'An attack by war canoes' c.1955
The legendary tale of An attack by war canoes c 1955 is depicted in seven bark paintings that, as a group, are read from right to left. The story begins with a group of men from Bickerton Island, between Groote and the mainland, setting out with their weapons: spears and spear-throwers. They board their fleet of canoes, with sails made from tree branches. They land on the beach and anchor the canoes, from where they march to the attack.
The Bickerton men find a man and his five wives, whom they surround. The man is a skilful fighter, as one would need to be to keep so many wives, and he eludes his attackers. He spears a number of the Bickerton men and finally drives them away.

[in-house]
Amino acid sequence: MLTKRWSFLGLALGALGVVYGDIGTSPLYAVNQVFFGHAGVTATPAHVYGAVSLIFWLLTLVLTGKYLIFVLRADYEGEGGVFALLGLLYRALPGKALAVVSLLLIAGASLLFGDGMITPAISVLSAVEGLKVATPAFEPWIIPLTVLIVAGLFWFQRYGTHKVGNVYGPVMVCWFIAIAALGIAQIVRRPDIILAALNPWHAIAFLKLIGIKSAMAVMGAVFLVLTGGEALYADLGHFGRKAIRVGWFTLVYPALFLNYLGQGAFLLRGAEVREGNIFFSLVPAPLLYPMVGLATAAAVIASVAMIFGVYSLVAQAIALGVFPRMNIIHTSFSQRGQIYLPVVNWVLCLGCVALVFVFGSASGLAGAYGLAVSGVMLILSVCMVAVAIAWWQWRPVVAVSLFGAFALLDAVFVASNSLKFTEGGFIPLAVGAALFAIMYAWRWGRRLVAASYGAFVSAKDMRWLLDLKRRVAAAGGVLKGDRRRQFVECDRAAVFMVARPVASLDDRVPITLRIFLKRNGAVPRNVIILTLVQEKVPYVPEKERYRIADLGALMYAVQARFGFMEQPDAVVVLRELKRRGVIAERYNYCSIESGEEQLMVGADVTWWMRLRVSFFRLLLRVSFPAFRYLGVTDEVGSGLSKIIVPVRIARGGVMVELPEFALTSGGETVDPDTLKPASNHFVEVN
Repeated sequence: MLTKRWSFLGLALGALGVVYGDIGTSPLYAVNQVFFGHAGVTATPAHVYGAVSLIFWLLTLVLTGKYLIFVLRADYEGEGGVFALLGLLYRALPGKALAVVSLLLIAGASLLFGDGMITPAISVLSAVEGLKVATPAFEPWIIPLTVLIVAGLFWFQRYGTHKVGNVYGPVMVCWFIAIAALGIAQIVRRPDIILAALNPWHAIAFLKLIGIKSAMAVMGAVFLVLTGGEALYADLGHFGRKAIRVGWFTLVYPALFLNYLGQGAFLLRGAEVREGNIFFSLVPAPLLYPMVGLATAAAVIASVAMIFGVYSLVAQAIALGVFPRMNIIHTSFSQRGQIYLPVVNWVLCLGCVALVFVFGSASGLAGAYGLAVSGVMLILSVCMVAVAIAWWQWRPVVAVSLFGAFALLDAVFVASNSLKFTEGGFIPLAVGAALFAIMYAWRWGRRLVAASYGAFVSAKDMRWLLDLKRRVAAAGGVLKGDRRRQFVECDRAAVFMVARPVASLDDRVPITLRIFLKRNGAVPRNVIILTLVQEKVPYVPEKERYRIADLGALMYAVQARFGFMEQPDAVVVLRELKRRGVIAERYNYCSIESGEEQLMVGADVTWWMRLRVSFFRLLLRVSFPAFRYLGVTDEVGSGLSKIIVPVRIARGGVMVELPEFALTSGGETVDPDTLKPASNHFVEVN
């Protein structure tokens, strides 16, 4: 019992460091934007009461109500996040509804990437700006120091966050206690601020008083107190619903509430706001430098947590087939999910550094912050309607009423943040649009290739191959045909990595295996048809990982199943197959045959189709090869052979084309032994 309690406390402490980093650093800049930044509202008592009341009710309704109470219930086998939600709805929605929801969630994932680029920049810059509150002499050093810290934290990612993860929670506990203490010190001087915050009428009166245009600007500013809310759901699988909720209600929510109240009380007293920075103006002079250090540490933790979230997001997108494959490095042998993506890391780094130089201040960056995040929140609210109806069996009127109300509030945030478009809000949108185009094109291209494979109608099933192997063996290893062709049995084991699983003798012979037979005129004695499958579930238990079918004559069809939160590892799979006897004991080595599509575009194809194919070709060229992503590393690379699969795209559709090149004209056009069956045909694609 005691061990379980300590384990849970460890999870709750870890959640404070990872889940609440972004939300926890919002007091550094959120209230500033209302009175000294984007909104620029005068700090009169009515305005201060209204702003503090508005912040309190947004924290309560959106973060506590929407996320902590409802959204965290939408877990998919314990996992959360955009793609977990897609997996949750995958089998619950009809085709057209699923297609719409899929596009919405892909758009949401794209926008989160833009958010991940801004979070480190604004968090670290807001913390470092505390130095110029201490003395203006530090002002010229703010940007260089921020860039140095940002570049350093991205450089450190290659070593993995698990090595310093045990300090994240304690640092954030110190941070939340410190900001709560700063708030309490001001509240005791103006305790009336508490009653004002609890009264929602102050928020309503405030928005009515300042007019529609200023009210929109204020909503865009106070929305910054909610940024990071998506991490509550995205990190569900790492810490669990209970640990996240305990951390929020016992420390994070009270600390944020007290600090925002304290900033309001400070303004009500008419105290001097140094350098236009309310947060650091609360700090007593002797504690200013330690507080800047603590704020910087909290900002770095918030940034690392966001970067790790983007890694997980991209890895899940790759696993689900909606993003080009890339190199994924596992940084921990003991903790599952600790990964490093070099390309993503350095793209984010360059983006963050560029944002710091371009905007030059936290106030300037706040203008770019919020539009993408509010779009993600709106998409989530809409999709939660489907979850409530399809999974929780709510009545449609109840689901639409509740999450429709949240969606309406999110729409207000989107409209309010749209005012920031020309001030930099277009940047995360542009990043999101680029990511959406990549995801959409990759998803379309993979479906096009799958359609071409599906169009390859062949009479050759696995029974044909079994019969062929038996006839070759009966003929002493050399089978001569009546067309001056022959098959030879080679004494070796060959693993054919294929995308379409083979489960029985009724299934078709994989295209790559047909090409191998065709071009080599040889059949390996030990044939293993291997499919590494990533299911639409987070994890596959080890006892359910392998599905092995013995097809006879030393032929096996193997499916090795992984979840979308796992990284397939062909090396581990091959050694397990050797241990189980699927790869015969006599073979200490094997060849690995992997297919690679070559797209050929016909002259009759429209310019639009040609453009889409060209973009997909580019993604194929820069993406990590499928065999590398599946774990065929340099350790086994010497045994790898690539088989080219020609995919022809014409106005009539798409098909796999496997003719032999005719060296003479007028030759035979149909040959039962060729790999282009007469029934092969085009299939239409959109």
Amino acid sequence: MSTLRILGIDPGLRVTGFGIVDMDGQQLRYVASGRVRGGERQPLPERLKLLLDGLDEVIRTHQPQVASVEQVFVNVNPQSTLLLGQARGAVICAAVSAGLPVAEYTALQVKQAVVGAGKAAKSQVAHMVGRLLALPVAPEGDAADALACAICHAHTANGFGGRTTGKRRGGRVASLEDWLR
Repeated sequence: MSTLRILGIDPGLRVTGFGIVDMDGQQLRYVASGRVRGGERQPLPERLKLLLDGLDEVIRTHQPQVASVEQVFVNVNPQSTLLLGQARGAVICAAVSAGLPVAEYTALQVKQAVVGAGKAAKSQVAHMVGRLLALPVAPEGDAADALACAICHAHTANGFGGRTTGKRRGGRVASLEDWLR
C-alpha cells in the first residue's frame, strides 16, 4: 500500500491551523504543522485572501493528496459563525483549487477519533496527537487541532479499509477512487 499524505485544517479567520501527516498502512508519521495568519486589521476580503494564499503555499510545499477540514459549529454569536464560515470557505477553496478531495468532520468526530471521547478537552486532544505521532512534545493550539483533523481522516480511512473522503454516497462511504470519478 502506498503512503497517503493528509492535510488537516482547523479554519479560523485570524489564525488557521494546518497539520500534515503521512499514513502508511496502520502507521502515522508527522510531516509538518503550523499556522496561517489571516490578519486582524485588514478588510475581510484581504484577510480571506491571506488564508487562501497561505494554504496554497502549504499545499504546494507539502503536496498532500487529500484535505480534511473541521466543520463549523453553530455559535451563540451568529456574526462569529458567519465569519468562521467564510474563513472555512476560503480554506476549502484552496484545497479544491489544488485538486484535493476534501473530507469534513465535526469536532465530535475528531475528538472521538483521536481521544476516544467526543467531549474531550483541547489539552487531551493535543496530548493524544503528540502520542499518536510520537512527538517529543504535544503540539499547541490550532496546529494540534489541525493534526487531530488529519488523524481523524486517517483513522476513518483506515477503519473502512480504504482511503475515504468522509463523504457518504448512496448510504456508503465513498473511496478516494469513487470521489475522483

Characteristic of bark painting on Groote Eylandt, the background colour is black derived from manganese as the island has some of the world's largest deposits of the mineral. The composition of each bark enhances the action it describes. For example, the strength of the attacking force is suggested in the first two barks where the armed attackers march in regimented lines, and the fleet of canoes at sea is similarly organised.
In the mid 1950s, the Rev L M Howell, who had been based at the Anglican Church Mission at Angurugu on Groote Eylandt, commissioned eight sets of narrative paintings from Thomas Nanjiwarra Amagula, MBE (1926--1989) and Bill Namiayangwa. These became the National Gallery of Australia's first major acquisition of Aboriginal art in 1972.
Text © National Gallery of Australia, Canberra 2010
From: Franchesca Cubillo and Wally Caruana (eds) Aboriginal and Torres Strait Islander Art: collection highlights National Gallery of Australia, Canberra, 2010